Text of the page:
Another example where it is important that government and broadcasters are made aware of the impact of technology and policy change was during the transition from analogue to digital television. This change had and continues to have a big impact on the distribution of descriptive video because while the CRTC required broadcasters to upgrade their facilities to digital, manufacturers of set-top boxes and televisions had no such requirement. Since there was no transition plan for accessibility, broadcasters are now having to find new ways to get digital descriptions to analogue set-top boxes. The result is often no descriptions.

In broadcasting, as in other aspects of Canadian society, change has been slow. Moves to improve accessibility for Canadians with disabilities have come as the result of the ongoing efforts of concerned individuals and organizations working to raise awareness and influence government policy.

What has also become clear over the years is that many of the adaptations to improve accessibility for one group have benefits far beyond those envisaged when the changes were first implemented. Curb cuts on sidewalks, for example, that were originally introduced for wheelchair users, are now more frequently used by cyclists or people pushing strollers.

Today, the single biggest users of closed captioning are not persons with hearing impairments but rather sports bars, as captioning allows patrons to follow the game despite the high level of background noise.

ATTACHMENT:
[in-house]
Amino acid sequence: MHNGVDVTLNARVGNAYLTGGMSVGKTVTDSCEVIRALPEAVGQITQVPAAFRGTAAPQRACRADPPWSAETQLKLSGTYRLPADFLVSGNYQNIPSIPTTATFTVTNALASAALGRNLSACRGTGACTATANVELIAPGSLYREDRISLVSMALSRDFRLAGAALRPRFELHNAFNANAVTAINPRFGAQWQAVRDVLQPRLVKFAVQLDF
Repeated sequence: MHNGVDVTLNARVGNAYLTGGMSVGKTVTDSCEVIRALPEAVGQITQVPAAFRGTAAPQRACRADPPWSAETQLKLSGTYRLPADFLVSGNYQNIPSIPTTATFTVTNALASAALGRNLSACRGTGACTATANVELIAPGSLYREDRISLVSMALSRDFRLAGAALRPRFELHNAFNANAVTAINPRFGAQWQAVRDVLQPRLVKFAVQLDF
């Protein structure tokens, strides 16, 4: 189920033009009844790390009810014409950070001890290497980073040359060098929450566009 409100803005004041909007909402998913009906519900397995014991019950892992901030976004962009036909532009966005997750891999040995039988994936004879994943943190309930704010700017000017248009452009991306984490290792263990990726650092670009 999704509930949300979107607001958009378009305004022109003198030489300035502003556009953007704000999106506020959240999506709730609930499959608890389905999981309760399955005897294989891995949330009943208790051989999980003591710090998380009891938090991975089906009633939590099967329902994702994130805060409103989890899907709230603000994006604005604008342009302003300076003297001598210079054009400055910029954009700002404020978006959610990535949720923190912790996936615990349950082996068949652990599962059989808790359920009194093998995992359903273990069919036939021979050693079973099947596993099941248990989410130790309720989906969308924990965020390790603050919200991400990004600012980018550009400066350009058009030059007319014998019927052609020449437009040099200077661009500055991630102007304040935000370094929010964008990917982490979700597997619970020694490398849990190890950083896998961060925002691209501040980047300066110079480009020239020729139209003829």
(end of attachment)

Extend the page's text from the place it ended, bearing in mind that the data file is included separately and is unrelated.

For described video, mobile radio and archiving offer tremendous market expansion.

Descriptive video gives an audio translation of what’s happening in the television program. So, for example, in the case of archiving, one could ask for any program with a woman wearing a red dress and all of these programs could be identified through audio description. This is a powerful opportunity to harness, resell and market programming in a way that has never been available before. What is required is the development of software tools and standards for description production, style and archiving.

One of the key changes in recent years that has helped shift attitudes is the coming together of the disabled community, with organizations across Canada united to speak with one voice. The Access 2020 Coalition united major accessibility organizations, like the Alliance for Equality of Blind Canadians, before the CRTC, arguing for a 100% accessible broadcast day by 2020. The government has responded by raising the bar for broadcasters, and more work needs to be done to achieve the dramatic increase in descriptive video necessary to reach the objective of 100% by 2020. Blind and partially sighted Canadians must be informed in advance when, and on what channel, a described program will be broadcast. They need access to set-top boxes that are reliable, user friendly and not overly complicated.

Finally, they have a right to the best possible quality of described video programming available.